Grab your cowboy hat and don’t mind the barn smell! Join Will Braun, Canadian Mennonite’s resident ranter, once around the barn on his southern Manitoba farmyard. This time he challenges you to cue up the country music twang. (See the video below. Then scroll down and check out some more rants.)
Web First - Opinion
Every year on the Sunday closest to January 21, Mennonite World Conference (MWC) invites its 107 member churches to join in a celebration of World Fellowship Sunday. (See the 2019 worship resources here.)
He’s our resident ranter, our pigpen pundit. Canadian Mennonite writer Will Braun rants around the barn on his southern Manitoba farmyard. This time he’s got opinions on how Mennonites talk about their generosity. (See the video below. Then scroll down more and check out more rants.)
Tilahun Beyene is coordinator of International Missions Association, affiliated with Eastern Mennonite Missions. A long-time leader in Ethiopia’s Meserete Kristos Church, he authored I Will Build My Church, the Amharic language history of the growth of the MKC.
Conrad Kanagy is professor of sociology at Elizabethtown College, Pa., and pastor of Elizabethtown Mennonite Church. He authored Road Signs for the Journey, based on the 2006 Mennonite Church USA Church Member Profile.
Anabaptist churches in Asia, Africa, and Latin America have grown rapidly in recent years, while membership and attendance numbers in North American and European churches have declined.
Is the New Testament inherently violent? What does Jesus’ brutal death on the cross mean to persons holding a more passive view of non-resistance? How does one seriously read the text and make sense of Jesus’ teaching of non-violence and his behaviour with the money-changers in the Temple, for instance?
In this wonderfully crafted booklet, the last before his untimely death, Reimer gifts his readers with a succinct summary of a topic that has preoccupied much of Christian theology. The genius of this work lies in a careful and eminently fair portrayal of how warfare has been understood in church history.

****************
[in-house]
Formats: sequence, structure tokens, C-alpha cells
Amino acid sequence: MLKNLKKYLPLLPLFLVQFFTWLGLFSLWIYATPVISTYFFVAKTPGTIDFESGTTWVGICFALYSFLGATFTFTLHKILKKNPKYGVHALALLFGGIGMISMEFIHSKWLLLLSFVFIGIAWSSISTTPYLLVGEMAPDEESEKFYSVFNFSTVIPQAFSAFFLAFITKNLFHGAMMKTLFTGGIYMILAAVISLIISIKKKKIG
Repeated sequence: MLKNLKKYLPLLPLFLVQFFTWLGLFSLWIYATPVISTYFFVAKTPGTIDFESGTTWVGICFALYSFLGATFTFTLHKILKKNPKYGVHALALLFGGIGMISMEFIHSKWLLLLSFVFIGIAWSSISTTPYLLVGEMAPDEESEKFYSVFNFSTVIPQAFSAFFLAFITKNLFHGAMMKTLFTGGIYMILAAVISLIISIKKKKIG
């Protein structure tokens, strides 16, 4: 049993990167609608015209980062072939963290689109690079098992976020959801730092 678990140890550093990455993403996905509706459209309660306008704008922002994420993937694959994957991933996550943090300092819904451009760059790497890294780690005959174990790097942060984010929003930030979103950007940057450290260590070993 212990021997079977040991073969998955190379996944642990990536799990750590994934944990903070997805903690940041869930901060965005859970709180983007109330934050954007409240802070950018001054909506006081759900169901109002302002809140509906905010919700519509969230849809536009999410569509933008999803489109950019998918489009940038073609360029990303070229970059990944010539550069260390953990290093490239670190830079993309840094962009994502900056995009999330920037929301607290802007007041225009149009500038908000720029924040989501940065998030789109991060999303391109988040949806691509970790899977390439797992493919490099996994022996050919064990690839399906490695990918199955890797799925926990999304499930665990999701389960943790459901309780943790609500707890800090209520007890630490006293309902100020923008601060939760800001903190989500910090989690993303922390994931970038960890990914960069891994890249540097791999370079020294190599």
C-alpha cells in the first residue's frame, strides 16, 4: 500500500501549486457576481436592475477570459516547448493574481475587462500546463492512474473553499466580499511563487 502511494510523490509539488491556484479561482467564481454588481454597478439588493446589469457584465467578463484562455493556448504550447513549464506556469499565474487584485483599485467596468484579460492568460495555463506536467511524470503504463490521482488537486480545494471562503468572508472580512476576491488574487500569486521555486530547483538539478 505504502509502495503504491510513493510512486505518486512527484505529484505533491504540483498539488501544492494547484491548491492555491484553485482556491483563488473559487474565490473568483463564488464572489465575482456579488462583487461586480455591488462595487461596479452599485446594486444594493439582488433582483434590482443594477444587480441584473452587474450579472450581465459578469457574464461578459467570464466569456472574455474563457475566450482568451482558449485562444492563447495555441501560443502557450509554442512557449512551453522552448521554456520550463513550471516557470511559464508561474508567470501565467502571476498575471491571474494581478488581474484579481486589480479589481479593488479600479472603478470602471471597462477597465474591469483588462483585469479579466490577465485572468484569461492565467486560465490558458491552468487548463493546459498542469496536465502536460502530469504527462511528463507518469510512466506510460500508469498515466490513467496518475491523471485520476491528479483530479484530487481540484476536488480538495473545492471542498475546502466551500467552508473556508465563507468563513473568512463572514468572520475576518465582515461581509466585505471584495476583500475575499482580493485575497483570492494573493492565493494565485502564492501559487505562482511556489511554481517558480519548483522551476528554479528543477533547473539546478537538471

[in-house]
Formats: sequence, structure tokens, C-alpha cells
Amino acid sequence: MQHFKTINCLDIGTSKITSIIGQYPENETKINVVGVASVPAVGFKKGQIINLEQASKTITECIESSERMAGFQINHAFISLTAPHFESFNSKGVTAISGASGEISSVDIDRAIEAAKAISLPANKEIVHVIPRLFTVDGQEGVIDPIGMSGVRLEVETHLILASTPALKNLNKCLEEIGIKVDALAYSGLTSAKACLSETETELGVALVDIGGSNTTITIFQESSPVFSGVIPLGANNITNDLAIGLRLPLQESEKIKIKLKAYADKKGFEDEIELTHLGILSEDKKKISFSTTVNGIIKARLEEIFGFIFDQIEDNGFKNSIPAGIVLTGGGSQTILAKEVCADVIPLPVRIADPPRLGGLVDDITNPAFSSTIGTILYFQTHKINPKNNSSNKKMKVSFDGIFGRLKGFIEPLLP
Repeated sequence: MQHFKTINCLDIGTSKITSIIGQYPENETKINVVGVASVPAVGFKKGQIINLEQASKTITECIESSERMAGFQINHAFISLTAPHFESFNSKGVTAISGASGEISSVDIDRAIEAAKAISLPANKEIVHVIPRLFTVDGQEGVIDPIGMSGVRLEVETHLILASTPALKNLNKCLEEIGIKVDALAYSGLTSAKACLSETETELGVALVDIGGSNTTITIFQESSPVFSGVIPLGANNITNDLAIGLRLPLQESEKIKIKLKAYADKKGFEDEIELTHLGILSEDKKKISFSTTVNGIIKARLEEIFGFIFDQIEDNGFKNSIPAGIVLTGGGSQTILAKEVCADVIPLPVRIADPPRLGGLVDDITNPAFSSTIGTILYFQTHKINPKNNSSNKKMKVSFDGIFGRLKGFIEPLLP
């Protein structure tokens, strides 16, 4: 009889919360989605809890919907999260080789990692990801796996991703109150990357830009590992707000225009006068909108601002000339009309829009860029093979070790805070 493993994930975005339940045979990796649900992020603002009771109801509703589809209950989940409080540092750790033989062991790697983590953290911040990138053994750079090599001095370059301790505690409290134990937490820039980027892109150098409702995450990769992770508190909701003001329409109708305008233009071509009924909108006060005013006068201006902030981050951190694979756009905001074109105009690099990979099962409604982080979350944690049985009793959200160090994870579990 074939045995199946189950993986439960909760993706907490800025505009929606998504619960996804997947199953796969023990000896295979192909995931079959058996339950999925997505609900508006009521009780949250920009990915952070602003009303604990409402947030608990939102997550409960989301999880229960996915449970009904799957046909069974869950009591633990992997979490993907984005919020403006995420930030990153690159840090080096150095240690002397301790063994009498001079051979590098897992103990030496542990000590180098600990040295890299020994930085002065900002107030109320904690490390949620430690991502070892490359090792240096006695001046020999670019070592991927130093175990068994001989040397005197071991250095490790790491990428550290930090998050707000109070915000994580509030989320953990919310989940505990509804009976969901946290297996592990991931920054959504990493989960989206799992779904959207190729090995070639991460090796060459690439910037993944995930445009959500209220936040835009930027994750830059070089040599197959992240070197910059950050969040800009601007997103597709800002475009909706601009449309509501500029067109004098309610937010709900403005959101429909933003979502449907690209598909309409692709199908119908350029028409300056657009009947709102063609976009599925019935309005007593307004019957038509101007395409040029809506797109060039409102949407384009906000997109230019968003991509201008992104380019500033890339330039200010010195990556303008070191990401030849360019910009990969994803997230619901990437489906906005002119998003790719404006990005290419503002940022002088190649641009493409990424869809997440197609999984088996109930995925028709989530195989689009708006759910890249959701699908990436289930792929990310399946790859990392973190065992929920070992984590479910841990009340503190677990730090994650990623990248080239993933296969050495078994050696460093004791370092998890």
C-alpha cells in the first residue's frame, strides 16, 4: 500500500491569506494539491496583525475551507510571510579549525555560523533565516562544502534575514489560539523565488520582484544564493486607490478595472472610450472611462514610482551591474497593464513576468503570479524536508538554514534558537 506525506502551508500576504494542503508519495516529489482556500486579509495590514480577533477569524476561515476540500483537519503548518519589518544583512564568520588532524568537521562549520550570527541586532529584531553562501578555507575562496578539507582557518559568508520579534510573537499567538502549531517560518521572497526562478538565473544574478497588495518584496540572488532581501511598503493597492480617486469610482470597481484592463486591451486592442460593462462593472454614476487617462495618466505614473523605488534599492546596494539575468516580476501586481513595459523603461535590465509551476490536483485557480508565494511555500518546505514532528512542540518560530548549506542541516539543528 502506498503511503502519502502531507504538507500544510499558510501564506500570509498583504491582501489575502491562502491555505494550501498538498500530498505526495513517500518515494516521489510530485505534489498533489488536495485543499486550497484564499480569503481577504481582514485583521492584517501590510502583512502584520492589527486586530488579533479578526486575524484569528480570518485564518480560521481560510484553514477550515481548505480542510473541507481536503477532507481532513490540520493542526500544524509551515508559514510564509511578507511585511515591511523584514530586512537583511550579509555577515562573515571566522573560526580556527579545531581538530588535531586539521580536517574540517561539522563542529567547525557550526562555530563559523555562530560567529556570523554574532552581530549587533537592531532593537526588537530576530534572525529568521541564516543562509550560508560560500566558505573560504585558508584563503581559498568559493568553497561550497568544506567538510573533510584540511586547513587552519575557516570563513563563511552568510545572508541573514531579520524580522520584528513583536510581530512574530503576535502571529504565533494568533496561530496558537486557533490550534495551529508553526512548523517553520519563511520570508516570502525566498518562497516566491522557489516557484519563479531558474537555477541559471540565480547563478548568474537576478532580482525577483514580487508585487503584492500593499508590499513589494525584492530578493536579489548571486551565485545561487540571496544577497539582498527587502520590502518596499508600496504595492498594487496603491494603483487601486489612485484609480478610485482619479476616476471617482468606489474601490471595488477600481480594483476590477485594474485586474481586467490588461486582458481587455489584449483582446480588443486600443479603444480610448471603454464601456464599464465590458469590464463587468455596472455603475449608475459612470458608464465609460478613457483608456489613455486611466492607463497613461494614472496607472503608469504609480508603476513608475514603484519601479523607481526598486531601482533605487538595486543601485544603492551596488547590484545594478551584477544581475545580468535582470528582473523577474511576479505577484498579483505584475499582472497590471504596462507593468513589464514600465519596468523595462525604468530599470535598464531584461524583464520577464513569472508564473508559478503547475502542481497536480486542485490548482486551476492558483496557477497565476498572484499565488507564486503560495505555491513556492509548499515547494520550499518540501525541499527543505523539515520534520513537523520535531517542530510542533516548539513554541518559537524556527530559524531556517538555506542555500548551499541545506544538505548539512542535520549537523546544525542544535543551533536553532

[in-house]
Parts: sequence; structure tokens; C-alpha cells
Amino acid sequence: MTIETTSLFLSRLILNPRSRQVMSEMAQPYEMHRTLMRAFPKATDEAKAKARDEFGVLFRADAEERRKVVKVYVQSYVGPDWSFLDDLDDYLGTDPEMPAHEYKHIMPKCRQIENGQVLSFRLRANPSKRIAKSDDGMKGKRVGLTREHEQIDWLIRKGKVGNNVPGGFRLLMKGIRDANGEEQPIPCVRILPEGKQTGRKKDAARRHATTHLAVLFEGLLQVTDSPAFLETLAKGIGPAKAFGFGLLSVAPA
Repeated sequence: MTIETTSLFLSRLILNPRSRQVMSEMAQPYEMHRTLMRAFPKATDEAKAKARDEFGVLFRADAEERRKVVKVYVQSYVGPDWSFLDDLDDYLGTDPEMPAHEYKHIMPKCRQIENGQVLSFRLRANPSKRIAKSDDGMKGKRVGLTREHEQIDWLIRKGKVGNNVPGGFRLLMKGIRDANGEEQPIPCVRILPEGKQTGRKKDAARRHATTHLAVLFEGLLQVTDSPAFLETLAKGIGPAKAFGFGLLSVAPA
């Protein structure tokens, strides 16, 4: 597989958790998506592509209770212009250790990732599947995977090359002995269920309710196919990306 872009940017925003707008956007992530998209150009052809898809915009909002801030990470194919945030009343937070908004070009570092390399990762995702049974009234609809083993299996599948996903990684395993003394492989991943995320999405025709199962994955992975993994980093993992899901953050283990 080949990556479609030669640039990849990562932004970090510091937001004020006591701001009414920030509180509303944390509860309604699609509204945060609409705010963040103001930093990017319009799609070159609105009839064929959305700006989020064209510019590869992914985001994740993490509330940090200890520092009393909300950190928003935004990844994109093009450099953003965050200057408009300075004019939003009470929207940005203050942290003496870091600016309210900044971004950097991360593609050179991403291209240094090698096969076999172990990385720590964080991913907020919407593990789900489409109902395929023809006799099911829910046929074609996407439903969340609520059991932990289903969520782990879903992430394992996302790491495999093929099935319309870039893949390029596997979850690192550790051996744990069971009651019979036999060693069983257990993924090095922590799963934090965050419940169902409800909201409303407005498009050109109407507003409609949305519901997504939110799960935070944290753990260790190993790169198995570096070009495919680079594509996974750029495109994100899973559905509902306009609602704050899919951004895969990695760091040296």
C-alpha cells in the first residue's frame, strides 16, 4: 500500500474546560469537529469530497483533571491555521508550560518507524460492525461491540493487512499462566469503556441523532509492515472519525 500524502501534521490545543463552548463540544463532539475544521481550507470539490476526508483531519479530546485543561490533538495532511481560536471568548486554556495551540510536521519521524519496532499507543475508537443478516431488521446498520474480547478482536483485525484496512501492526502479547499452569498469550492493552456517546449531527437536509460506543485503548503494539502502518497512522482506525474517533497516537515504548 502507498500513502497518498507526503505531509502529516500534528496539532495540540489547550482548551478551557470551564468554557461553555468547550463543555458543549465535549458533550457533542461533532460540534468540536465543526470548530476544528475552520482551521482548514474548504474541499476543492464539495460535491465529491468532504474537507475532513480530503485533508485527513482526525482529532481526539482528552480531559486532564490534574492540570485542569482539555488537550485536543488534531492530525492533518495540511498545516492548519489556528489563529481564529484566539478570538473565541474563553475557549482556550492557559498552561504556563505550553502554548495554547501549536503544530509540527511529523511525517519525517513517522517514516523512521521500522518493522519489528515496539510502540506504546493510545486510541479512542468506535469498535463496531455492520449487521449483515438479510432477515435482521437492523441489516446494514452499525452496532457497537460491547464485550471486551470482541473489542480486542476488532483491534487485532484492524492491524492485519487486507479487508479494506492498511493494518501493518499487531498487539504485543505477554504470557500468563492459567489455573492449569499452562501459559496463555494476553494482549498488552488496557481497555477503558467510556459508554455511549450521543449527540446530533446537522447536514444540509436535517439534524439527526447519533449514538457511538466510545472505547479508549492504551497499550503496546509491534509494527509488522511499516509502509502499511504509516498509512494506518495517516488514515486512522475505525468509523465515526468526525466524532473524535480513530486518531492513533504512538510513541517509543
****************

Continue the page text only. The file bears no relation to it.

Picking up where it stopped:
Leo Driedger is professor Emeritus of Sociology at the University of Manitoba, where he taught, researched and published for more than 40 years, and as Senior Scholar still writes today. This is his 19th book. For more than 20 years, Driedger has served on boards of the Mennonite Central Committee (MCC Manitoba, MCC Canada, MCC International).
As a relative newcomer to the Canadian scene, I found Driedger’s latest book on the Mennonites in Winnipeg, his 19th, a virtual map as he traces their development in what has become the largest concentration of them in the world, surpassing Amsterdam.
Tongue Screws and Testimonies, a book of essays, poems and artwork reflecting on the Martyrs Mirror, is written by insiders for insiders. In the introductory essay, Kirsten Beachy, the editor, states that this volume reflects a wide variety of opinions and attitudes to the role that the Martyrs Mirror has played and is playing the Anabaptist community.
Enough with trying to save the world – that’s an impossible and thankless job. Our real task is to save Baby Jaguar. As I sit on the living room couch with my youngest child nestled on my lap and a “Dora the Explorer” book in my hand, I’ve concluded that we can accomplish this task with God’s help. Then there will be some peace in the world.
This highly detailed and comprehensive biography of Wilhelm H Falk (1892-1976), founding bishop of the Rudnerweide Mennonite conference, is an important addition to the history of Mennonites, particularly in southern Manitoba. It provides a rich account of that era with an acknowledged bias in favour of the subject—Bishop Falk.
Small Town Murder Songs is a Canadian movie with a Mennonite connection, first shown at the 2010 Toronto International Film Festival. The story, set in what is supposedly a small Mennonite town in Ontario, deals with a local police chief who tries to solve a distressing rape and murder case.
I am not exactly a fan of the Christian Right. I was therefore surprised at my growing negative reaction as I read McDonald’s engaging description of the rise of the Christian Right in Canada.
About Those Reimers vividly demonstrates how much of one’s life is determined by factors outside one’s control. Elizabeth Reimer Bartel begins her memoir, not with her birth, but with the Mennonites, their movements, and a view of the city of Steinbach in the East Reserve of Manitoba, where a group of them settled in the 1870s.